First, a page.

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Distillation
Reverse Osmosis
Mechanical Filtration
Oxidation
Ion Exchange
Activated Carbon
Ultraviolet
Iodine
Sequestration
Magnetic

The First Step

The first step toward solving a suspected water quality problem is having your water analyzed by your local health department or a reputable laboratory. A water analysis not only verifies whether a water quality problem exists, but is also essential to determine the most appropriate solution to the problem.

 Every problem has a solution.  Every solution involves some maintenance.

  • Distillation - Is the process which converts water to steam and then condenses it back to water. Thereby removing all bacteria and many organic and inorganic compounds.  Read on about Distillation to learn the pro's and con's of using this process.
  • Reverse Osmosis(RO) - Is the process of driving water through a membrane which is so fine that almost nothing but water will pass through this membrane. Read on about RO to learn the pro's and con's of using this process.
  • Mechanical Filtration - At the home use and small food service level there are the mechanical entrapment of particles  Examples of the first process are paper, porcelain and sand filters. 
  • Ion Exchange - There are several types of Ion filters and they go by many names, the most common and familiar of these is the water softener read on about filtration to learn how ion "filters" work.
  • Activated Carbon - Activated carbon particles trap contaminants as water flows through the filter.
  • Oxidation - Oxidants such as chlorine may be used to treat some organics and many viruses.  Read on about oxidation to learn more.
  • Radiation - Water of sufficient clarity can be treated for bacteria and viruses with Ultra Violet Light.

Are there minerals missing from distilled and RO water that my body needs?
There are two sources of minerals: organic and inorganic. Our bodies cannot easily assimilate minerals that come from an inorganic source such as the water we drink. Our bodies receive the minerals they assimilate from organic sources such as the food we eat. Green, leafy vegetable, meat, and dairy products are all good sources. Essentially only plants use inorganic minerals directly.  Animals and humans are not capable of processing inorganic minerals directly.  We are, however, able to be contaminated by some of these minerals...  The USA has had nuclear submarines and warships which go out for extended periods of time.  These vessels do not carry enough water for their voyage but "manufacture" water through RO and Distillation.  Much research has been done on the health affects of this processed water!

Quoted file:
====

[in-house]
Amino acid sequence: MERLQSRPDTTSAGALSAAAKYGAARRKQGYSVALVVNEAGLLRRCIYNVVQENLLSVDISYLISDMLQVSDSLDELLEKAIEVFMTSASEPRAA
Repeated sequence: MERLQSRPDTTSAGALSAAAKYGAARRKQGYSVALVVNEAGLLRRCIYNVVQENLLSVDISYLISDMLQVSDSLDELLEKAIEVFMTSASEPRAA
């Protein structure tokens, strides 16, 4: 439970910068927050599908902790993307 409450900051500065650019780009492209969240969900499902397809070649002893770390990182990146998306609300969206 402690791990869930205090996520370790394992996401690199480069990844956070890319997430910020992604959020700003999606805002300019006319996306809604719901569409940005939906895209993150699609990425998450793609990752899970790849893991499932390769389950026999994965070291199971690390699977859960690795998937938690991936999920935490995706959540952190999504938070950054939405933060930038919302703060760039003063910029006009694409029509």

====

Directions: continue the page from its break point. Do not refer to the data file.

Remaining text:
Does distilled and RO water leach minerals from my body?
Distilled water is the purest form of water. Pure water does absorb discarded minerals and with the assistance of the blood and lymph, transports them to the kidneys for elimination. It is this kind of mineral elimination that is incorrectly referred to as 'leaching'. The thought that distilled and RO water leaches minerals from the body is inaccurate. Distilled water does not leach out body minerals, it collects and removes minerals which have been rejected by the cells and tissues, which if not evacuated, can cause arterial obstruction, arthritic deposits and other potentially serious bodily damage.  

Does distilled and RO water taste flat or funny?
Distilled and RO water primarily tastes different because we don't compare apples to apples.  Distilled and RO water is usually tasted (consumed) at room temperature is de-oxygenated.  Cooling the water and shaking it to re-oxygenate it will close the difference.   People who make this claim have normally only tried room temperature distilled or RO water that may have been sitting on a shelf in a plastic jug for months. Distilled and RO water is actually tasteless. There is a lack of flavor may take a short while to get used to, but once you get accustomed to drinking water tap water may become offensive to you.  Tap water has additives, and it is the additives and dissolved minerals which you taste. 

Hints and Suggestions:

Aeration:  Simple aerators on the end of faucets sometimes have a significant effect on improving taste. Aeration and oxidation usually remove odors and improve tastes only if volatile substances are removed. Carbon dioxide, methane, and hydrogen sulphide are the most common gases that are removed by aeration.  Radon gas may also be treated with aeration. Aeration can be used for the precipitation and removal of iron and manganese.  

Storage:  Water stored in a tank or cistern may be contaminated through numerous vectors. The most common entry point, other than pathogens introduced along with the water, is the vent. Even the very pure water produced by a Reverse Osmosis or Distillation will become contaminated if steps are not taken to ensure its continued purity.

 

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Last modified: November 13, 2018